He joined the Society for Community Intervention and Research, where he continued working for two years before quitting. Meanwhile, he began working for his own NGO – Karna-Subarna Welfare Society that he launched in 2006. His primary objective was to get mental satisfaction by serving the people without expecting benefits. He said that around 2 lakh people from Murshidabad district itself are out of the country and the government doesn’t have any data about them.
In his line of work, Rahaman undergoes tremendous mental pressure.
He started his humanitarian service on 7 September 2017 when his maternal uncle’s son-in-law, Asatulla Sheikh was struck by lightning in Malaysia, who went to work as a gardener in 2013. He learnt about Asatulla’s demise from his father and maternal uncle, who wanted to bring the corpse from Malaysia.
“I didn’t know the process to bring back a dead body. I had no idea how to handle tweeters and never heard about Madad in those days,” admits Rahaman.
He then wrote an email to the Murshidabad District Magistrate and got no reply. Sought local police help, who ignored his plea and admitted to not knowing the procedure. He then spoke to local journalists, who also didn’t have a clue. He dashed off a letter to the Chief Minister but to no avail.
“I mustered up the courage and sent my first tweet to the then Minister of External Affairs, (late) Sushma Swaraj on 9 September 2017 and instantly received a call from MEA seeking information. The very next moment, I got another call from the High Commission in Malaysia. They sent me the ‘madad link’ and asked me to stay connected with MEA,” Rahaman says.
According to him, within an hour the High Commission of India, Malaysia rang again and informed him that the body was located at Batu Anam in Johor area about 140-km away from Kuala Lumpur. “Within a week, the dead body was sent to Kolkata on September 13. It was brought to Berhampore from Kolkata Airport for burial on the next day,” Rahaman says.
In yet another case of an Indian boy who went missing abroad, Najemul Sheikh (28), a resident of village Mahalandi in Kandi, Murshidabad district, went to Malaysia with the help of an agent on 24 January 2020. He was told that the company hired him for a packaging job at the salary of 60 Malaysian Ringgit per month. But he landed up cutting green coconut.
However, he was in touch with his family till March 2020, thereafter, the communication was truncated for around nine months. He escaped from his workplace but was then caught by the Malaysian police.
His father, Khudabaux Sheikh, along with his second wife, visited Rahaman in the first week of December 2020, stating that they didn’t have any idea whether their son was dead or alive.
Based on their information, Rahaman docketed the grievance on Madad on 15 December 2020. Soon the Pravasi Bharatiya Sahayata Kendra (PBSK), Kuala Lumpur Branch, sent him a message on WhatsApp stating that Najemul was alive and in a detention camp.
A week later, a letter from the High Commission in Malaysia was received on 22 December 2020. The letter read: ‘We have checked our record. Mr Najemul Sk is in Tekan Detention Camp. He is ready for repatriation. Kindly provide us with a Malaysian contact number, so that we will inform them to make payment for his Air ticket.’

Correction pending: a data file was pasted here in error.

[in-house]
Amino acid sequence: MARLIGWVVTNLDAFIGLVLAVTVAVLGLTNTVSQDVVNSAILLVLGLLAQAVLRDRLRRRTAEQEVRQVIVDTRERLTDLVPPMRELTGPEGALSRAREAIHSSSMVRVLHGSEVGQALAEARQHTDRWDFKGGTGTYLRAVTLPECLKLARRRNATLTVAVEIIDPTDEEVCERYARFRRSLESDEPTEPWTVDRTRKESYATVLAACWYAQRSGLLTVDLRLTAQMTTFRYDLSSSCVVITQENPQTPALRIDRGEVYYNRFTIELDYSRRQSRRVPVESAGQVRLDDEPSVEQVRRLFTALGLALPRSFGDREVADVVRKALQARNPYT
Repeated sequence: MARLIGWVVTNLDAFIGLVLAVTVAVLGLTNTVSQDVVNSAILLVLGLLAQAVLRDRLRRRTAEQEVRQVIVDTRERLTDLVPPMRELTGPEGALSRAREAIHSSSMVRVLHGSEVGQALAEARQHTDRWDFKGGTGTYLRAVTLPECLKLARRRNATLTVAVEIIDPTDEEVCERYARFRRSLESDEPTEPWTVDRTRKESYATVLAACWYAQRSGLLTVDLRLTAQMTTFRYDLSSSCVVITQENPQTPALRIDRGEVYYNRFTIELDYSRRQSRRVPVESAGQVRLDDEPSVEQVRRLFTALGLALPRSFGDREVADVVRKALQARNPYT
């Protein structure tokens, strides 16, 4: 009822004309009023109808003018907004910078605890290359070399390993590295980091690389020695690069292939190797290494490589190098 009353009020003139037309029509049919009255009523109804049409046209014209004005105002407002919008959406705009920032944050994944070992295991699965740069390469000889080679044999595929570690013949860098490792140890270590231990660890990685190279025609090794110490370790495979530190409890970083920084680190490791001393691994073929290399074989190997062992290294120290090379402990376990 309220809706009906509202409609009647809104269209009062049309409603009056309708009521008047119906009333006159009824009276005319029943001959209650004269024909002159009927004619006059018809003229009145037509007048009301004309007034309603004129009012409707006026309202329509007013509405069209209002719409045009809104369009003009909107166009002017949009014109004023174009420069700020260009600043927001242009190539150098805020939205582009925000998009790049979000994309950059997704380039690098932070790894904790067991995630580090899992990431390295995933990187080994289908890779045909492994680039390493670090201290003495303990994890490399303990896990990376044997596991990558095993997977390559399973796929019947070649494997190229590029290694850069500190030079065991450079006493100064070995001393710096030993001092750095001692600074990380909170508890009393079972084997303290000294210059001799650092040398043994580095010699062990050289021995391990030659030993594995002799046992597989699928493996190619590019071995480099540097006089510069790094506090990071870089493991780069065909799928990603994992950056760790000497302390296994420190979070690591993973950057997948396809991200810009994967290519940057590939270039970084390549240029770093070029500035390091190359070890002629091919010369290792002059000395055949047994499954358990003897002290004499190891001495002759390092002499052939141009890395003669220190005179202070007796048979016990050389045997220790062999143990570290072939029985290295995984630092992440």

The same letter was forwarded to DM, ADM and SP of Murshidabad on 29 December 2020 but there was no response from them. A reminder from MEA shook them and they picked the agent for questioning. The agent made a video call to his Malaysian counterpart. Subsequently, the name and number of the agent in Malaysia were passed to the High Commission.
Najemul was vaccinated for COVID-19 before he was repatriated to India on 23 March 2021. He was sent to a quarantine centre in New Delhi for six days and reached his village on 29 March 2021.
To date, 37 such people have already been brought back from Saudi Arabia, United Arab Emirates, Kuwait and Malaysia by Rahaman. Seven more people are about to be repatriated, including one from a Malaysian detention camp and six from Saudi Arabia, two of whom are in jail.
Rahaman facilitated bringing 10 dead bodies back to the country. He helped in the burial of seven bodies abroad. He managed to bring the body of Ajoy Mondal (48) to Bagnan in Howrah district, within 10 days who had died of acute renal failure in Dubai, UAE, in 2019.
He also rescued 14 Indian sailors, who were taken into custody by Yemini Coast Guard in February 2020, Heron Sheikh Siddiki from Murshidabad was one of them. They were sailing from Oman to Saudi Arabia and due to inclement weather they had to anchor their ship at Yemen port. These sailors were confined to a hotel in Sanaa, Yemen. They all have been repatriated to India via Dubai on 2 December.
“Mr Girish Pant, a PBSK, Dubai award-winner, escorted Mondal’s dead body from his expenses. On which, the noted playback singer Usha Uthup facilitated his lodging, ambulance fare from the airport to Bagnan and a vehicle for sightseeing,” discloses Rahaman.
“He is the Samaritan of poor labourers. We are illiterate and know nothing about the paperwork. He does it on behalf of us for free,” says Khudabaux Sheikh.
Today, Rahaman is married with one son and is an auditor for a chartered accounting firm. He also earns from preparing audits, annual reports and conducting the renewal work for 40-50 NGOs.
With only one staff, Rahaman is relentlessly serving the underprivileged under his Karna-Subarna Welfare Society banner. He can be reached at 9434856496.
(Edited by Yoshita Rao)